Glaxo (Merger)

Oral Answers to Questions — Trade and Industry – in the House of Commons at 12:00 am on 7th February 1972.

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Photo of Mr Douglas Jay Mr Douglas Jay , Battersea North 12:00 am, 7th February 1972

asked the Secretary of State for Trade and Industry whether he will now refer to the Monopolies Commission the proposed mergers between Beecham's and Glaxo, and Boots and Glaxo, in view of the latest bids made.

Photo of Mr Edward Milne Mr Edward Milne , Blyth

asked the Secretary of State for Trade and Industry what discussions have taken place with his Department following recent develop- ments in regard to the proposed merger between Glaxo Group Limited and Boots Limited and the take-over bid by Beecham's for Glaxo Group Limited.

Photo of Mr John Davies Mr John Davies , Knutsford

After consideration of all the circumstances, I have decided to refer to the Monopolies Commission the proposed mergers between Beecham Group Ltd. and Glaxo Group Ltd. and between the Boots Company Ltd. and Glaxo Group Ltd.

Photo of Mr Douglas Jay Mr Douglas Jay , Battersea North

Is the Secretary of State aware that in this case he has shown great good sense in adopting the suggestion I made to him three weeks ago?

Photo of Mr John Davies Mr John Davies , Knutsford

I am always grateful to the right hon. Gentleman for any suggestion he makes. I do not guarantee to follow it always.

Photo of Mr Edward Milne Mr Edward Milne , Blyth

Is the Secretary of State aware that his indecision in regard to this matter has created great uncertainty in the pharmaceutical industry? Is it not a matter for concern to his Department that when there was a blatant takeover bid by Beecham's he refused to refer this matter to the Monopolies Commission? Does he not understand that people consider that he is more concerned about his City interests than he is about those employed in this industry?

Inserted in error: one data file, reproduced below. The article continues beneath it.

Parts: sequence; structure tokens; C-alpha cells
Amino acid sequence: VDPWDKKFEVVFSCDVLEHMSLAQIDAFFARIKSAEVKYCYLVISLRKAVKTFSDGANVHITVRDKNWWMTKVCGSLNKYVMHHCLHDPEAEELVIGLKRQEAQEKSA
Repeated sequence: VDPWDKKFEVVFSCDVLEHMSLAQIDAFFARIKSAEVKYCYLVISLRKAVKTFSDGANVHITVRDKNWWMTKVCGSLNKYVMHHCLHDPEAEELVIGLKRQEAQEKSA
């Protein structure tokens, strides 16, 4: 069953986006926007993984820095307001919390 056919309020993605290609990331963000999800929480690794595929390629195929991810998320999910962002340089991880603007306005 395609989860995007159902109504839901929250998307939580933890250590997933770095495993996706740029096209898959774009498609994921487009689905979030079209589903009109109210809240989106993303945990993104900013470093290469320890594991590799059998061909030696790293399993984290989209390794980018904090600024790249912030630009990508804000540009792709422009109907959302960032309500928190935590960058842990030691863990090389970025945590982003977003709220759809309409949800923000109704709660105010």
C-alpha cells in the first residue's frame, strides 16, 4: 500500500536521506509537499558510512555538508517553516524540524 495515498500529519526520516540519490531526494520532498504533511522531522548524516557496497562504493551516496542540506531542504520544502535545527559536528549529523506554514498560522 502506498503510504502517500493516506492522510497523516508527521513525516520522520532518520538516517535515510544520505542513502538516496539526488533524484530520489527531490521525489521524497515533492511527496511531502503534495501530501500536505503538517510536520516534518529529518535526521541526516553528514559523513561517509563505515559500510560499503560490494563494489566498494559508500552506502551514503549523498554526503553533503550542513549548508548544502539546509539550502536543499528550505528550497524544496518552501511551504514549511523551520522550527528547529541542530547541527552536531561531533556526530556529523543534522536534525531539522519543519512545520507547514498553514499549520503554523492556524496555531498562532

Photo of Mr John Davies Mr John Davies , Knutsford

I should have thought that that was entirely inconsistent with the decision I have reached.

Photo of Mr Thomas Boardman Mr Thomas Boardman , Leicester South West

In my right hon. Friend's current review of monopoly policy will he consider whether it is necessary to retain the present powers over mergers? Might it not be better in the case of a proposed merger to say that if it would result in too great a monopoly situation he will exercise his powers to prevent it, in the public interest?

Photo of Mr John Davies Mr John Davies , Knutsford

I will take that into consideration. There will continue to be cases where perhaps the anticipatory effect of a merger reference will have an advantage.

Photo of Mr William Molloy Mr William Molloy , Ealing North

Is the Secretary of State aware that his lamentable failure to refer to the Monopolies Commission the blatant takeover bid by Beecham's was a dereliction of duty? Is he further aware that all members of Glaxo's staff and workers regard this as an insult to their endeavours on behalf of the nation? Will he give an assurance that he will not treat the Glaxo firm in such a cavalier manner in future?

Photo of Mr John Davies Mr John Davies , Knutsford

No, I do not think I am aware of any of these points.

Photo of Mr Alfred Hall-Davis Mr Alfred Hall-Davis , Morecambe and Lonsdale

Is my right hon. Friend aware that many people, including the shareholders, are very anxious about the consequences for employment and the prosperity of communities in a merger situation like this? Will he encourage companies making a bid to publish in their offer documents full details of the likely consequences for employment and plant location?

Photo of Mr John Davies Mr John Davies , Knutsford

I will certainly bear that in mind. It is of interest in one of these cases that the Chairman of Beecham's gave such an assurance in making his proposals.

Photo of Mr John Pardoe Mr John Pardoe , North Cornwall

Would the right hon. Gentleman bear in mind that there is deep public disquiet about the criteria by which he refers these matters to the Monopolies Commission and that in many people's minds the only major difference—although the decision that he has taken now is the right one—between these two companies wishing to take over Glaxo is that, in the first case, Beecham's had contributed very heavily to the Conservative Party's funds and that Boots had not contributed at all? Was the earlier decision a case of payment for services rendered?

Photo of Mr John Davies Mr John Davies , Knutsford

I consider that to be an impudent suggestion.